Review: This is a pretty good reference book akin to the Dangerous Book for Boys (which is much better). Half the book, however, was about topics I could care less about. I would recommend a purchase if it was really cheap, otherwise just rent.

Grade: C+

Book Review: Liberty and Tyranny

Title: Liberty and Tyranny
Author: Mark Levin
Year: 2009
Type: Non-Fiction
Genre: Politics

Review: I was very disappointed with this novel. It is just another "conservative" who attacks the "liberals" yet at the same time seems to forget the mistakes of past and present Republican politicians. I was expecting a little bit more.

Grade: C-

Book Review: Gone Tomorrow

Title: Gone Tomorrow
Author: Lee Child
Year: 2009
Type: Fiction
Genre: Mystery, Thriller

Review: Another average Jack Reacher novel. Worthy of the read solely for its entertaining value.

Grade: C+

Book Review: The Reluctant Fundamentalist

Title: The Reluctant Fundamentalist
Author: Mohsin Hamid
Year: 2007
Type: Fiction
Genre: Drama

Review: This was a pretty decent book. The story was intriguing and short. My only complaint was the lack of any ending. It just seemed to end all of a sudden. Maybe I missed something...It is short though, which often brings my score up greatly.

Grade: B-

Book Review: Lowboy

Title: Lowboy
Author: John Wray
Year: 2009
Type: Fiction
Genre: Drama

Review: This is a very well written story. Worthy of a read for sure. My only problem with the book is that it seems to be missing something - the plot and characters are there, it's just...It reminds me of Seinfield in some ways.

Grade: B

Key Vote: Wall Street Reform and Consumer Protection Act of 2009

This House bill would overhaul financial services regulations and place new controls on institutions deemed to pose a risk to the entire financial system. The bill now awaits Senate action.

Rep. Ander Crenshaw voted NO......send e-mail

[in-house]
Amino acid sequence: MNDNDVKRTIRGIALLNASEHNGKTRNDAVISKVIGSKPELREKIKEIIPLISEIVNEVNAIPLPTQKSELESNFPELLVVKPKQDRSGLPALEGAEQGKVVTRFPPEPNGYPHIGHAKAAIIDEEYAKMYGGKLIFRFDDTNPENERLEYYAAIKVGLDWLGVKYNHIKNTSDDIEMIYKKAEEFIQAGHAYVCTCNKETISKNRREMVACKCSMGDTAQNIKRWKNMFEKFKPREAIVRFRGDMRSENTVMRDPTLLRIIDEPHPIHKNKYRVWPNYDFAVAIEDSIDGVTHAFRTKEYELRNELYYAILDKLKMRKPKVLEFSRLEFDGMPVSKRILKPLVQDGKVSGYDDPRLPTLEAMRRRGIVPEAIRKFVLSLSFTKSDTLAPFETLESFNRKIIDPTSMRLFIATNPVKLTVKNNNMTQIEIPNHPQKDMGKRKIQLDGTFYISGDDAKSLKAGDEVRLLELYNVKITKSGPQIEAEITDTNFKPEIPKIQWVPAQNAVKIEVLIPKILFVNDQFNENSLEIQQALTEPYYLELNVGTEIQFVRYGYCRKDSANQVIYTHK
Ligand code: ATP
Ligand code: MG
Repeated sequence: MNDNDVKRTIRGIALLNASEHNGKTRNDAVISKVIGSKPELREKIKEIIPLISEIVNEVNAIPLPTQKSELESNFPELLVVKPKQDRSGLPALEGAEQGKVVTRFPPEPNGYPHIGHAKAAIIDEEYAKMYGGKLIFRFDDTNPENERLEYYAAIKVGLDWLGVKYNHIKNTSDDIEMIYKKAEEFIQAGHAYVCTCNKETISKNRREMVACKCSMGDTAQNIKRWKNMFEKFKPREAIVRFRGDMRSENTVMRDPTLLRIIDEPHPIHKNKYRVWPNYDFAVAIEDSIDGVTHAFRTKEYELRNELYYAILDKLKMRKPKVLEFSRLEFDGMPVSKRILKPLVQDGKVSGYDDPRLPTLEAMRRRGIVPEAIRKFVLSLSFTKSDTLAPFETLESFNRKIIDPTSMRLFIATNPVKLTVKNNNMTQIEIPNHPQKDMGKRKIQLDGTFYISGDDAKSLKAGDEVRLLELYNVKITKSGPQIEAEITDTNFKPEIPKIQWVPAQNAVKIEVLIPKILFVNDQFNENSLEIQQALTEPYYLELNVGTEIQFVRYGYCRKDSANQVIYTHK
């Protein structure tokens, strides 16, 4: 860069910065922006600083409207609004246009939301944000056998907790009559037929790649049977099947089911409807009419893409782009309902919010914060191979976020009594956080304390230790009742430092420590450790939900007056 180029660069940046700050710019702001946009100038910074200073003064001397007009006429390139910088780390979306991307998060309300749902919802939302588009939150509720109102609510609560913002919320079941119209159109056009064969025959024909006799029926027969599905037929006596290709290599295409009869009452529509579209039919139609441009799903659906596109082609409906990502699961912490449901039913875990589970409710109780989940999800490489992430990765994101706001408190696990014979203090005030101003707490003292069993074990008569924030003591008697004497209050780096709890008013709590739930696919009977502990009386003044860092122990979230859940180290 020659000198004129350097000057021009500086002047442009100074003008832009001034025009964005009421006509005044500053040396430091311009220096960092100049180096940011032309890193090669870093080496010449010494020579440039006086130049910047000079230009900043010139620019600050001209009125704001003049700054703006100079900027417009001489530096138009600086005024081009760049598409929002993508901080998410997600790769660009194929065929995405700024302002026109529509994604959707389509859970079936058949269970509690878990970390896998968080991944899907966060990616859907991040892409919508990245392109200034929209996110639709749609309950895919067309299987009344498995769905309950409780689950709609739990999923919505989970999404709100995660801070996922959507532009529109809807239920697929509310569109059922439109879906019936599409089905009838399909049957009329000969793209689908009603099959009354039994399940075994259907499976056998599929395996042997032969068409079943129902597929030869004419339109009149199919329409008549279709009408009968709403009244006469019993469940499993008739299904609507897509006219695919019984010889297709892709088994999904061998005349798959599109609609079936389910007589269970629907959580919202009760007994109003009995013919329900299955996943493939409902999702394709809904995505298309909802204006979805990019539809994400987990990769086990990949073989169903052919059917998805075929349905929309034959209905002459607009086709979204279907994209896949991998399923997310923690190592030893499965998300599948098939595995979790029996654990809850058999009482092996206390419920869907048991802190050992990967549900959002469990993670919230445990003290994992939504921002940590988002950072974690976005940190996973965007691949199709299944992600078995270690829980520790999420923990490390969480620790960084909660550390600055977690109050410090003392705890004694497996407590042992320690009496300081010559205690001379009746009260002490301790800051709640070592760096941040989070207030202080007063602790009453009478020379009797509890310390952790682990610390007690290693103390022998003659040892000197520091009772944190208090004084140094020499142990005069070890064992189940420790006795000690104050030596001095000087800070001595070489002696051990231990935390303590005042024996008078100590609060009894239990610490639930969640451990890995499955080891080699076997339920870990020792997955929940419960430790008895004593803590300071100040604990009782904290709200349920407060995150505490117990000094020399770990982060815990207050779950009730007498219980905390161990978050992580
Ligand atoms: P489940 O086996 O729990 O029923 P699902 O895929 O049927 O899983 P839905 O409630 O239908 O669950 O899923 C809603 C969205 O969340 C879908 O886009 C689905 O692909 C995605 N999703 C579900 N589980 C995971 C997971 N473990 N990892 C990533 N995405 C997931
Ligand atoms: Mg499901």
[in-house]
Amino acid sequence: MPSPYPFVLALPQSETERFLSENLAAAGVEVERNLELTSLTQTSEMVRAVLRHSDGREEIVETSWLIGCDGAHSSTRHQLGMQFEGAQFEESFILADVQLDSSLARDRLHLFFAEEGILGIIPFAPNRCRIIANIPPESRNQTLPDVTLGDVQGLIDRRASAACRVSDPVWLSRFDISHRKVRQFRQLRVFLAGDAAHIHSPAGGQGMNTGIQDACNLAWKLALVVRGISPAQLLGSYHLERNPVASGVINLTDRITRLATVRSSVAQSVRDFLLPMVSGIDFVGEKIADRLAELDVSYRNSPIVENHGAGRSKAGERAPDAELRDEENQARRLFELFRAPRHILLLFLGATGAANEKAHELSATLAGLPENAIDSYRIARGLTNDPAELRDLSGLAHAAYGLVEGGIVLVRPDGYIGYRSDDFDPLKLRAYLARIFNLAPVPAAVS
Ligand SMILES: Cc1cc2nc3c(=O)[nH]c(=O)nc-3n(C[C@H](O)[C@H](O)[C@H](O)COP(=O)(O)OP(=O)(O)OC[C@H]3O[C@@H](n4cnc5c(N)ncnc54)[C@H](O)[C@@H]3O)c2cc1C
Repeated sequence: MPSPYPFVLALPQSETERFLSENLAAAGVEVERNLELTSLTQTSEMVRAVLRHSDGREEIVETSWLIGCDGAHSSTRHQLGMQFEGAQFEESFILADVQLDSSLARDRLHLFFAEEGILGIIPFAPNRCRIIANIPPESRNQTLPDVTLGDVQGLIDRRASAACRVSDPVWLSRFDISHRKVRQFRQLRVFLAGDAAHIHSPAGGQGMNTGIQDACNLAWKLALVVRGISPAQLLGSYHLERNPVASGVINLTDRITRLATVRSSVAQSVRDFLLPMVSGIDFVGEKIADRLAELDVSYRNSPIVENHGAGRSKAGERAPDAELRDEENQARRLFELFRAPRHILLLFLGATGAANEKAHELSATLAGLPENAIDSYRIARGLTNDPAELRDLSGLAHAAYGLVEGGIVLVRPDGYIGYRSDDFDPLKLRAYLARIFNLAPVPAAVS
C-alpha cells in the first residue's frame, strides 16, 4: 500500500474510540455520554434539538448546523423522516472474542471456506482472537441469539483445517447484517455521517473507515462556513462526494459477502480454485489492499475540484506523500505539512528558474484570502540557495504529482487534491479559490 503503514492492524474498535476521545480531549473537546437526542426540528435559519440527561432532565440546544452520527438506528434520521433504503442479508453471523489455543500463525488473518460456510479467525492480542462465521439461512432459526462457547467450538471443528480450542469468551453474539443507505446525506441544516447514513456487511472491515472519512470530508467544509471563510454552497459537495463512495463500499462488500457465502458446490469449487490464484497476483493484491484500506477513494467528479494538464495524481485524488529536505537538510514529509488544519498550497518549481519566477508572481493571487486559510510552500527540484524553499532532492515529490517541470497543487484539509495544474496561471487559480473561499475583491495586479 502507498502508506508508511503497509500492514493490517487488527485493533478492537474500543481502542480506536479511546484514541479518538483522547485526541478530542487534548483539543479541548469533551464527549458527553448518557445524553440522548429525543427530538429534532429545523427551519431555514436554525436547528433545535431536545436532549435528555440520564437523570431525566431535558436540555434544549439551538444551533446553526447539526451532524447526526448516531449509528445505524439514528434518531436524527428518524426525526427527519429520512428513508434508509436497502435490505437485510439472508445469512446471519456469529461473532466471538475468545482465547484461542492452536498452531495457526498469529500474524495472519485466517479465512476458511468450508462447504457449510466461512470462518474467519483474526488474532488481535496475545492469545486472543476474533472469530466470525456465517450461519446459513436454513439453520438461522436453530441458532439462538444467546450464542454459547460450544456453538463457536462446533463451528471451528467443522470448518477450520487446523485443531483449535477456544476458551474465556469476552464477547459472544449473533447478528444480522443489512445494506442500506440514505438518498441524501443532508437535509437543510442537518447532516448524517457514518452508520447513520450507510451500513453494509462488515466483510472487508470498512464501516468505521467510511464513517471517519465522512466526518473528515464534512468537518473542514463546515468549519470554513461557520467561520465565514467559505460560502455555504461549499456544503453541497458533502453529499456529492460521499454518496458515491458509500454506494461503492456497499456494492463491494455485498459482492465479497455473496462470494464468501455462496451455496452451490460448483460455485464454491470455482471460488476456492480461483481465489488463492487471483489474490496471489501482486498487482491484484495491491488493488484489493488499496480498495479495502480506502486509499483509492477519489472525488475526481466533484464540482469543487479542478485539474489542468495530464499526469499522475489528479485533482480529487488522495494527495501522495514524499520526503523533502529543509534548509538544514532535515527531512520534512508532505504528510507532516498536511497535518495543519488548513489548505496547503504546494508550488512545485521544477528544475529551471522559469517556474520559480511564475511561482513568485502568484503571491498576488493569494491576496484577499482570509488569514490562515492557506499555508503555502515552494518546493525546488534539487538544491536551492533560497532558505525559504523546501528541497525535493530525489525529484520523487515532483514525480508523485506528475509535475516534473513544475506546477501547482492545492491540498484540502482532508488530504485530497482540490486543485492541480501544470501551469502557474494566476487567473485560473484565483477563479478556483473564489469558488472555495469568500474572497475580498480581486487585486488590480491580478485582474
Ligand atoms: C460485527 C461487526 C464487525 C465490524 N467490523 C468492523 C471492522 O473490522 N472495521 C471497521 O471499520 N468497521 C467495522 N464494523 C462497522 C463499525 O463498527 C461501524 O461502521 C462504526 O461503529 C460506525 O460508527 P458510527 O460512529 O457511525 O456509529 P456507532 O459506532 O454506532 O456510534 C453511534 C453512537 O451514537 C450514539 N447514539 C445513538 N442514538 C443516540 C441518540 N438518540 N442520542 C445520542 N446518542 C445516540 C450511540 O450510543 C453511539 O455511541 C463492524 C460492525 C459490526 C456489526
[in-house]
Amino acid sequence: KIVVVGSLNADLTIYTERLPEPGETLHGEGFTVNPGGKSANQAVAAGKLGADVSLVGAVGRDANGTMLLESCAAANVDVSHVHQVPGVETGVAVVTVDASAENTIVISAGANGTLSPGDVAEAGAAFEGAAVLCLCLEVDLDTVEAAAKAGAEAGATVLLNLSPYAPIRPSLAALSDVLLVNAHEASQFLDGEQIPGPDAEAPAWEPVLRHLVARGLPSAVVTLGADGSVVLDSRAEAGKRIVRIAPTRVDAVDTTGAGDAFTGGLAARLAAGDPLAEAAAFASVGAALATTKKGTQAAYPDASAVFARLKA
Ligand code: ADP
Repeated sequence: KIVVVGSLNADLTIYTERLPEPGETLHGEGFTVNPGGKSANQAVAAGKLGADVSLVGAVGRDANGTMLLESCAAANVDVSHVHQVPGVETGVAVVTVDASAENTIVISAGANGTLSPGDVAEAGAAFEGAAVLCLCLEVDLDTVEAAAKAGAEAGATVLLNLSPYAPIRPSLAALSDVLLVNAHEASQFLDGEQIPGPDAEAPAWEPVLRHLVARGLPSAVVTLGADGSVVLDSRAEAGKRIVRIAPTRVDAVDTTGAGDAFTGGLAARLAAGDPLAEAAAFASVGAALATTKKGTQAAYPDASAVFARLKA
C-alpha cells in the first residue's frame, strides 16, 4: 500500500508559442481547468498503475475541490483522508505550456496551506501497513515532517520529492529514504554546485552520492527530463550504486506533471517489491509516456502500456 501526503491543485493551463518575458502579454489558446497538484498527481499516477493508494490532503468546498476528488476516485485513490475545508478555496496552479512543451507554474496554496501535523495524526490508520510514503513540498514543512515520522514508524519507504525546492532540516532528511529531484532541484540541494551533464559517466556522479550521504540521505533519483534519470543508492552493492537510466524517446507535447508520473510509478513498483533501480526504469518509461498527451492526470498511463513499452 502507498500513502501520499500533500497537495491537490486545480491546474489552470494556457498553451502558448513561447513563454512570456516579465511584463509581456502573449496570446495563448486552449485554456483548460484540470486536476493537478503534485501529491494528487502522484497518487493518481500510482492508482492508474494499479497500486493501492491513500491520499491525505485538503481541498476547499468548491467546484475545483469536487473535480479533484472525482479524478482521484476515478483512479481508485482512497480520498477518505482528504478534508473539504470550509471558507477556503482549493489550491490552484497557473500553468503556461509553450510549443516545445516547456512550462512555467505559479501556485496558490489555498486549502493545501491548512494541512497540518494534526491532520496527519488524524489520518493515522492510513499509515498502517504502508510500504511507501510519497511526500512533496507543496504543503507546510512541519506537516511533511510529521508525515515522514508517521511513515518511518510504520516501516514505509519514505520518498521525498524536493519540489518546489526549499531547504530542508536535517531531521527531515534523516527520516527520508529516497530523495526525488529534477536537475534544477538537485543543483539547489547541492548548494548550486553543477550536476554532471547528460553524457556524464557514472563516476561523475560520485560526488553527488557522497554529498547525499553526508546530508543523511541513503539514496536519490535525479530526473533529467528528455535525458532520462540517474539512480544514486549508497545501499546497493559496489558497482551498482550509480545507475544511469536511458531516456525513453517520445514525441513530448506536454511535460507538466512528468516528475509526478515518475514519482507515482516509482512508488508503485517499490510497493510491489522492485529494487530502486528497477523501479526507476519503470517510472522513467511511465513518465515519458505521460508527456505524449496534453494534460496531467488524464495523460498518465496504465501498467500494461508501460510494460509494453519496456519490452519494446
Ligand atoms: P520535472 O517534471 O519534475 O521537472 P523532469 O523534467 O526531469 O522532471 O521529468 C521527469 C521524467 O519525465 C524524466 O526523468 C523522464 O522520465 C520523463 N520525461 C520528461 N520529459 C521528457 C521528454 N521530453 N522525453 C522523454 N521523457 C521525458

or see bio

Key Vote: Making appropriations for the Departments of Transportation, HUD, and related agencies for FY 2010

The House passed this $446.8 billion bill that combines 6 unfinished 2010 fiscal year spending bills. The bills included are Transportation/HUD; Military Construction/Veterans Affairs; Labor/HHS; State/Foreign Operations; Commerce/Justice/Science; and Financial Services. The Senate gave final approval to the bill on Sunday.

Rep. Ander Crenshaw voted NO......send e-mail
or see bio

Key Vote: Tax Extenders Act of 2009

The House voted to extend a number of expiring tax cuts. The bill now awaits Senate action.

Rep. Ander Crenshaw voted NO......send e-mail
or see bio

Key Vote: Conference Report to Accompany H.R. 3288; Transportation, Housing and Urban Development, and Related Agencies Appropriations Act, 2010

The Senate gave final approval to this $446.8 billion bill that combines 6 unfinished 2010 fiscal year spending bills. The bills included are Transportation/HUD; Military Construction/Veterans Affairs; Labor/HHS; State/Foreign Operations; Commerce/Justice/Science; and Financial Services. The bill now goes to the President.

Sen. Bill Nelson voted YES......send e-mail
or see bio

Sen. George LeMieux voted NO......send e-mail
or see bio

Key Vote: Table Nelson amendment on abortion funding

During debate of the health care reform bill, the Senate rejected this amendment that would have prohibited federal funding of abortion coverage.

Sen. Bill Nelson voted YES......send e-mail
or see bio

Sen. George LeMieux voted NO......send e-mail
or see bio

Key Vote: Permanent Estate Tax Relief

The House approved this legislation that would lower the maximum rate of estate and gift taxes to 45% after 2009. The bill now goes to the Senate.

Rep. Ander Crenshaw voted NO......send e-mail
or see bio

Key Vote: Mikulski Amendment

The Senate adopted this amendment to the health care reform bill, which aims to guarantee that women of all ages receive an annual women's health exam at no cost. The Senate is still debating this bill.

Sen. Bill Nelson voted YES......send e-mail
or see bio

Sen. George LeMieux voted NO......send e-mail
or see bio

Key Vote: Medicare Physician Payment Reform Act of 2009

The House passed this bill to change the formula that determines the Medicare physician fee schedule, with the intention of preventing a 21 percent reduction in Medicare payments to physicians. It now goes to the Senate.

Rep. Ander Crenshaw voted NO......send e-mail
or see bio

Key Vote: Fire Grants Reauthorization Act of 2009

The House approved this legislation that would reauthorize FEMA’s Assistance to Firefighters grants and Staffing for Adequate Fire and Emergency Response program through FY2014. The bill now goes to the Senate.

Rep. Ander Crenshaw voted YES......send e-mail
or see bio

Key Vote: Begin debate on health care

The Senate voted to proceed to debate on this bill, which is being used as the vehicle for health care reform legislation. The Senate will begin debate following the Thanksgiving recess.

Sen. Bill Nelson voted YES......send e-mail
or see bio

Sen. George LeMieux voted NO......send e-mail
or see bio

Key Vote: Caregivers and Veterans Omnibus Health Services Act of 2009

The Senate passed this bill intended to provide assistance to caregivers of veterans and to improve veterans’ health care. It now goes to the House.